Generally speaking, millennials don’t like hearing “this is how we’ve always done it” or “we can’t change that.” They are all about finding solutions to problems, even if it steps on a few toes. If you want to empower millennials to become leaders in the church, let them bring new ideas to the table and keep an open mind. It might not work, but letting them own that mistake and find an even better solution might be the challenge they need to ultimately turn a brilliant idea into a program that reaches the lost.
Create a vision for your church that looks outward.
Create a vision for your church that millennials can support. Center all teachings, social media, and programs around an agenda that is genuinely aiming to save lost souls and be the hands and feet of Jesus out in the community. Arguing about instruments or no instruments will be a really quick way to turn away millennials. Talk about what matters. Reinforce the mission and vision often, and ask young adults to be a part of its success.
Be creative in ways they can further the mission of Christ in their communities.
Allow millennials to chart their own path as far as volunteering or furthering the gospel in their community. We know that they want to give their time and resources, so give them an opportunity to serve, and ultimately lead. Gone are the days where volunteering for the church means just being inside the church walls.
To utilize their talents, you have to think outside the box. Did you know that a tattoo artist can serve Jesus by donating time and resources to covering up sex trade marks on women in recovery? What a wonderful way to serve these women! A tech savvy young man can initiate computer classes at the local senior center in your community to serve past generations.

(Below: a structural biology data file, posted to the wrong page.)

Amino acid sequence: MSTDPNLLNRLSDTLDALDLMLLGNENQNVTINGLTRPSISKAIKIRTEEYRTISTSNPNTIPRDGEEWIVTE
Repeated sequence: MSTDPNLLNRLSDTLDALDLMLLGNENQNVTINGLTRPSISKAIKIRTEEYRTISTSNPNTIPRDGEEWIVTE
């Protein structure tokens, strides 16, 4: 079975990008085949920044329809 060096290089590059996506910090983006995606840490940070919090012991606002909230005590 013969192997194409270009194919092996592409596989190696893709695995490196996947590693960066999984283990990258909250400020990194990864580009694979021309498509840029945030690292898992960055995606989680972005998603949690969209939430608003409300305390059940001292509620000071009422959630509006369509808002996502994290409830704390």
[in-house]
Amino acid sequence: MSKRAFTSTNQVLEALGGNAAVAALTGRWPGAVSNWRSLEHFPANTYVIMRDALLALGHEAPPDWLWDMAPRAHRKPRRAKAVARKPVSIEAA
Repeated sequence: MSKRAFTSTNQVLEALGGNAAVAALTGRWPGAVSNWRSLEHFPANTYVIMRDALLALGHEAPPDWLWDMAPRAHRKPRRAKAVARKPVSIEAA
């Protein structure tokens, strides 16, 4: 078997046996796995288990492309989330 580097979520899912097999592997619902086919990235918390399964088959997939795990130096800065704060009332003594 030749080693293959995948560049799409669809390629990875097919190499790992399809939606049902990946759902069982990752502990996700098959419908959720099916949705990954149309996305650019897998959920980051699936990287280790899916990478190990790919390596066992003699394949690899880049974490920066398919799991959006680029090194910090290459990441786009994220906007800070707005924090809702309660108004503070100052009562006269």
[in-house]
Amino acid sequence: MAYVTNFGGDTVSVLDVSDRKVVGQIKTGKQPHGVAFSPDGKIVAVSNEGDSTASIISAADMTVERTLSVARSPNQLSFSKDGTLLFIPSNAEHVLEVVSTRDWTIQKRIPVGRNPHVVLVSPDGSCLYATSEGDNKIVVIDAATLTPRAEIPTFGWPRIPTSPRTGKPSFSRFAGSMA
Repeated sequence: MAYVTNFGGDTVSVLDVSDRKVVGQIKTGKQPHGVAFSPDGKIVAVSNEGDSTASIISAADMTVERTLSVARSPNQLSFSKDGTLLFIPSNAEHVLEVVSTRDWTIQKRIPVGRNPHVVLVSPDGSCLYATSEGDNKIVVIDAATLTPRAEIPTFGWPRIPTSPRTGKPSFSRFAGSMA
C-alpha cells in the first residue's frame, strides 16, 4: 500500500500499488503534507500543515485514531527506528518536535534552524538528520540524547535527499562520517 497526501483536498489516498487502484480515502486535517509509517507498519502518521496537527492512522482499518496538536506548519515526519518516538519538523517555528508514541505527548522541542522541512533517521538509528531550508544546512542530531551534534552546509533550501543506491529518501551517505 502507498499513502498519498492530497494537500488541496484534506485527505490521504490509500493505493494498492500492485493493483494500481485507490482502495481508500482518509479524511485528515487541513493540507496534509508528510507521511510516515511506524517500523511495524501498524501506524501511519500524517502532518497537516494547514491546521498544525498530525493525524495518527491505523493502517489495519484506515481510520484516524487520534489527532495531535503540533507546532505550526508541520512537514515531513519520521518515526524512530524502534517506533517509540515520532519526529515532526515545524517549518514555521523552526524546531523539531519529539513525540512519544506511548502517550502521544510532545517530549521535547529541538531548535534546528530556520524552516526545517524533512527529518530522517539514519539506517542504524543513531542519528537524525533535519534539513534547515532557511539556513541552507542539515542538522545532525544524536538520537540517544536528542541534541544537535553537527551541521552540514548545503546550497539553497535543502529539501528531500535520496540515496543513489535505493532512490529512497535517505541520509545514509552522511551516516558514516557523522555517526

Chances are, you have millennial writers, photographers, artists, car mechanics, or finance gurus in your congregation just waiting for an opportunity to use their talents. Give them a way to use them in the name of your church, and watch their confidence (and leadership skills) blossom!
Mentor, mentor, mentor.
Discipleship is a HUGE part of Christianity. But millennials aren’t looking for the parent/child type of relationship from their church. They want to learn without being talked down to. They want to try new ideas in the church without a sneer from the older staff members. Mentoring means coming alongside someone and teaching them, adult to adult. It means speaking wisdom into their lives and addressing the sometimes uncomfortable questions that young believers ask.
According to the Pew Religion Study, more than one-third of millennials now say they are unaffiliated with any faith, up 10 percentage points since 2007. This could mean that older members (and parents) aren’t “passing on the faith” as well as past generations. Millennials value learning from older generations and your church will see dividends when members choose to pour into the next generation!
In conclusion, millennials WANT to be a part of a church that loves people, cares deeply for the community, and wants to reach the lost of the world. If your church would like to attract the next generation and grow your numbers, millennials need to be empowered to lead.